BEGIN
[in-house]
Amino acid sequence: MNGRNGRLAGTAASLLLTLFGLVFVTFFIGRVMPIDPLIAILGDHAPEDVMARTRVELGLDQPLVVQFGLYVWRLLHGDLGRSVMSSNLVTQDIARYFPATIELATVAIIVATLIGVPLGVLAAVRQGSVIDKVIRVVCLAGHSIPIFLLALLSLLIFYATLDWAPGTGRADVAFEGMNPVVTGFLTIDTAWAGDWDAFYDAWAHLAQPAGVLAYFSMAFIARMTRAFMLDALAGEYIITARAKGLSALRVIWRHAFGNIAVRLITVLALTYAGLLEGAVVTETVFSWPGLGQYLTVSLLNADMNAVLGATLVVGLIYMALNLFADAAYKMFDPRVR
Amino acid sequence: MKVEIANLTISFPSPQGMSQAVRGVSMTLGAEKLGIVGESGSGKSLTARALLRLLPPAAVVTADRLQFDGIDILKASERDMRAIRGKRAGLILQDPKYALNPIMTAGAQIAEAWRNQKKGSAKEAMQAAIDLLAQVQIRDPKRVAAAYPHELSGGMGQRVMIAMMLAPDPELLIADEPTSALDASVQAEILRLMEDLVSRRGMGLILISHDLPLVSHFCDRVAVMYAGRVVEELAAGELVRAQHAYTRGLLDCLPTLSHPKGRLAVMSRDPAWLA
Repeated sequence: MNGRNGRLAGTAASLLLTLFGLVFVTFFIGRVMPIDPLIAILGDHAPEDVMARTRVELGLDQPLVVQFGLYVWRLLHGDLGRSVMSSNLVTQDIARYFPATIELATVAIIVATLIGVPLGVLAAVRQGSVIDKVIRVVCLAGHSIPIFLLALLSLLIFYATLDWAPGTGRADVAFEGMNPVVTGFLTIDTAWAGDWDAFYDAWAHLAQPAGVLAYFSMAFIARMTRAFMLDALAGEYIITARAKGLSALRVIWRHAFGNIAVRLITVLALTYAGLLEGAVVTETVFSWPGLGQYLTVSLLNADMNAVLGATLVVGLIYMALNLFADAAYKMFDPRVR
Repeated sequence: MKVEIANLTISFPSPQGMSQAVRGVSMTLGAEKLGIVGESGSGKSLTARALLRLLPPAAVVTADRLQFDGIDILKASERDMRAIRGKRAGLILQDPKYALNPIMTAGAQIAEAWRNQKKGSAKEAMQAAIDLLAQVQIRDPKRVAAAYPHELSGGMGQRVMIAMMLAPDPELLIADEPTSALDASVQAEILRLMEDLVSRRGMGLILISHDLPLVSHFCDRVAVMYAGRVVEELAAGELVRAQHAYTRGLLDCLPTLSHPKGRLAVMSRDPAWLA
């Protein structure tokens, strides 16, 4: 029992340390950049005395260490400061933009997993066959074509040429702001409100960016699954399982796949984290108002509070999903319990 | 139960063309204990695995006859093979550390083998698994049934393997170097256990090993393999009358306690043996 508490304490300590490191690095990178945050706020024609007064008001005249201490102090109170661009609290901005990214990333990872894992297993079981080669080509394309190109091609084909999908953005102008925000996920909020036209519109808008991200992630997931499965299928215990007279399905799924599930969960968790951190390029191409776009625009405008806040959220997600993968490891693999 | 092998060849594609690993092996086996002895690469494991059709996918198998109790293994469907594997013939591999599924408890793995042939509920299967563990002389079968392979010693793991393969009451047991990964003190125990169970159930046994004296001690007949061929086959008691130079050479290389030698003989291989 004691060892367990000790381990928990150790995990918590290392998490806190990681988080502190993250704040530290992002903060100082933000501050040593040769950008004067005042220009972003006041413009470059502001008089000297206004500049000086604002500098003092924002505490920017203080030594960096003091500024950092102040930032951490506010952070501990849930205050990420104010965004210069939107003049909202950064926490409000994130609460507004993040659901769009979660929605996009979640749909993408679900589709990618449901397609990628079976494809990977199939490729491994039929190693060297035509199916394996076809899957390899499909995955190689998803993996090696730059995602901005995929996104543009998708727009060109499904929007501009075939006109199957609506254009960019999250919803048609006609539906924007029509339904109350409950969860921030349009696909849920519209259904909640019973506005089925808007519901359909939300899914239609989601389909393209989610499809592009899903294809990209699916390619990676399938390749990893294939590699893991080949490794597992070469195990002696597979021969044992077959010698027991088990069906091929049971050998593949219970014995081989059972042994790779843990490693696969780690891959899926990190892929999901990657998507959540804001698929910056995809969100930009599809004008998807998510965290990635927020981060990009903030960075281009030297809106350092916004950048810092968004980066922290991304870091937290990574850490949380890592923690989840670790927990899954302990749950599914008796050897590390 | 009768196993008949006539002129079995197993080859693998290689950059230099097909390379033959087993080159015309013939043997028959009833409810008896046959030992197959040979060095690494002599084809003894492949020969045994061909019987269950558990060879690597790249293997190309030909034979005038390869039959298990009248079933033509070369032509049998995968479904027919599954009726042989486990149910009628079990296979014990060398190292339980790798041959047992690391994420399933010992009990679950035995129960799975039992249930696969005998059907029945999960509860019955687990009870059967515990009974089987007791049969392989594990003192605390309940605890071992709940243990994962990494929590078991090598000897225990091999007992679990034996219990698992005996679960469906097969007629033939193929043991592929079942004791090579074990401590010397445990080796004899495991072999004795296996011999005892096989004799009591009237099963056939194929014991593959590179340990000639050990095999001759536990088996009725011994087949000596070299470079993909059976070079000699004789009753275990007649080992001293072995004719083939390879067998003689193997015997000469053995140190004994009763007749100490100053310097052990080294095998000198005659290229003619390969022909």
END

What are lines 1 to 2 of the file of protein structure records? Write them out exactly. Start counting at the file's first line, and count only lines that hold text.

[in-house]
Amino acid sequence: MNGRNGRLAGTAASLLLTLFGLVFVTFFIGRVMPIDPLIAILGDHAPEDVMARTRVELGLDQPLVVQFGLYVWRLLHGDLGRSVMSSNLVTQDIARYFPATIELATVAIIVATLIGVPLGVLAAVRQGSVIDKVIRVVCLAGHSIPIFLLALLSLLIFYATLDWAPGTGRADVAFEGMNPVVTGFLTIDTAWAGDWDAFYDAWAHLAQPAGVLAYFSMAFIARMTRAFMLDALAGEYIITARAKGLSALRVIWRHAFGNIAVRLITVLALTYAGLLEGAVVTETVFSWPGLGQYLTVSLLNADMNAVLGATLVVGLIYMALNLFADAAYKMFDPRVR